The time servicing one's bike should be FAR less then the time spent riding, by a HUGE factor. Still the way to lessen that time (servicing) is to make the work as easy as possible. That's with no internal routing anywhere. No multiple steps to replace cables, lube old cables. And with internal routing one will often have to more frequent service to maintain the crisp functions of the new set up. Really how often are you replacing cables anyways? The casing under bar tape is the longest lasting (on average) casing on the bike. Which method you use to replace cables inside bars/frames varies and different people have their tricks, done right all work well enough. Are you under the clock while the pack is continuing on down the road during your servicing?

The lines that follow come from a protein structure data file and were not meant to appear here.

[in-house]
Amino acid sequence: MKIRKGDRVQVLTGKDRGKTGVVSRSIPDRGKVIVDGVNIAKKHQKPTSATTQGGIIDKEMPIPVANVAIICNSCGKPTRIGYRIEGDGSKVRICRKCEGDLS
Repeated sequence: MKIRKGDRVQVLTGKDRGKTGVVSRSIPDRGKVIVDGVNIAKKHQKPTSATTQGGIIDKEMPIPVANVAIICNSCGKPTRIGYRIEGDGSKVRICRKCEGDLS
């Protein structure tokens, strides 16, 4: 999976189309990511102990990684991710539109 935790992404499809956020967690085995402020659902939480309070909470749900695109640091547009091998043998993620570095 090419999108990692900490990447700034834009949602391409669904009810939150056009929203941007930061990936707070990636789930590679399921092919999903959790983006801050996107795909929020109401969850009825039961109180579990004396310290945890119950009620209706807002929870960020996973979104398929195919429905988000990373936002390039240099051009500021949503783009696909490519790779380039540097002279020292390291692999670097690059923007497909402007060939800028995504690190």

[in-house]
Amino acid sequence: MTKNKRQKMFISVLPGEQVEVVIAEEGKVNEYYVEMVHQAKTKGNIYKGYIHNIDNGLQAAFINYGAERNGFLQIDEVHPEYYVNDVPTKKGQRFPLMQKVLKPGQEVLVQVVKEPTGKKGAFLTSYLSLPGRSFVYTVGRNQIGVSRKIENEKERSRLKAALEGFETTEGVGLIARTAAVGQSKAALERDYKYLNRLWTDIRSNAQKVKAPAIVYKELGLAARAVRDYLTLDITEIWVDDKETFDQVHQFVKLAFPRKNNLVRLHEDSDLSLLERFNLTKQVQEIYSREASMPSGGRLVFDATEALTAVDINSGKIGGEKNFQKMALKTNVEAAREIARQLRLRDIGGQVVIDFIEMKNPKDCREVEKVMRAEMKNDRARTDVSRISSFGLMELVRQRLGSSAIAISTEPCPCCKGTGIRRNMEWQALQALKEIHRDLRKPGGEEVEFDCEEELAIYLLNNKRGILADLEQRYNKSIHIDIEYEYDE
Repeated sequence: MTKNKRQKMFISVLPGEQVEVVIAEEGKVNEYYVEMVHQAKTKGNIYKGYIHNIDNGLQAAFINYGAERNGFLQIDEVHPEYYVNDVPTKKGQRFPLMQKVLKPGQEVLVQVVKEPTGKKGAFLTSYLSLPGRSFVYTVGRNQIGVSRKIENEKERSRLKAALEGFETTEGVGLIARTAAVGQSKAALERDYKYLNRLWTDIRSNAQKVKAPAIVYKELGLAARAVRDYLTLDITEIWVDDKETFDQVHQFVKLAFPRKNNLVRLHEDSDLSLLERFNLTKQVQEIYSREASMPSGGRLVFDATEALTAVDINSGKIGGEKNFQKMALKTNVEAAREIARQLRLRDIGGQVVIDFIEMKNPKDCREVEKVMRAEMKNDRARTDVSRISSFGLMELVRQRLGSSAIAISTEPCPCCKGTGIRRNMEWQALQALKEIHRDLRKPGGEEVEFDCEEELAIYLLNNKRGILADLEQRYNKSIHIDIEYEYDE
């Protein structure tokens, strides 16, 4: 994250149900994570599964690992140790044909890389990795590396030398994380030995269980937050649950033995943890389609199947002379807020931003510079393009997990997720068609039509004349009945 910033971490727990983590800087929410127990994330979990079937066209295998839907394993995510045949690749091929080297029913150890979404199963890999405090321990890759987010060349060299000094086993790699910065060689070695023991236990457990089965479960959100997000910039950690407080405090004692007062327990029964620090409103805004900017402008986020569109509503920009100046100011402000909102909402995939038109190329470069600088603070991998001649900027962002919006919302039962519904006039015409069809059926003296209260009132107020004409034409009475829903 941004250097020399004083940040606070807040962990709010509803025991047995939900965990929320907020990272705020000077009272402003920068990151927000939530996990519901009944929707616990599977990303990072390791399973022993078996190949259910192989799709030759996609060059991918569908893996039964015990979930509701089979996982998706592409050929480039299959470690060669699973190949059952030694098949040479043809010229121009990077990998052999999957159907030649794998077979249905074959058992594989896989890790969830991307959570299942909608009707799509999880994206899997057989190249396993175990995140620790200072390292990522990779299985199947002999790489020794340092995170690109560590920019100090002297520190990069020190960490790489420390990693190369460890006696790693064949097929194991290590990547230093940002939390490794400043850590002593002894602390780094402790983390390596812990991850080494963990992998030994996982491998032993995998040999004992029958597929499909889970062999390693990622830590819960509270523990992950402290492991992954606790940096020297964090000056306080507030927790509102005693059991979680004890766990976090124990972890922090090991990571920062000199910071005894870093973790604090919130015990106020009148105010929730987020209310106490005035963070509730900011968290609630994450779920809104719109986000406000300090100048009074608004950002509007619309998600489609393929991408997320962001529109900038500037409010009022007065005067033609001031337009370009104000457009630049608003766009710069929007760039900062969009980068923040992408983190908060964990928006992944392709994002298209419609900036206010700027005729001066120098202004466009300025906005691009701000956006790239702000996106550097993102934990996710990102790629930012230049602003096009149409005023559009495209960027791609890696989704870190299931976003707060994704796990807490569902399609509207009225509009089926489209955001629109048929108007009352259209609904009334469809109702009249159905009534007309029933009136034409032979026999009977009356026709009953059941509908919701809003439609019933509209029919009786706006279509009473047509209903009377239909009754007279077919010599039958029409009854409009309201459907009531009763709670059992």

Aero factors are mostly BS for the majority of us. If your paycheck or ego is dependent on winning the sprint to the town sign great. If you're riding with me I'll sit up and let you by anyway.

Internal routing has many machinical drawbacks and little on road advantages. Out industry sells dreams more then experiences though. It's the sizzle not the steak that they focus on. You get to chose what's important to you. Andy

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Old 09-19-19, 11:06 PM
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Originally Posted by daemonTouriste View Post
I've been building, gradually, my touring/commuter bike for the past 5 years...I just want my steed to be fast...

Then I thought, if removing bartape twice is such a chore...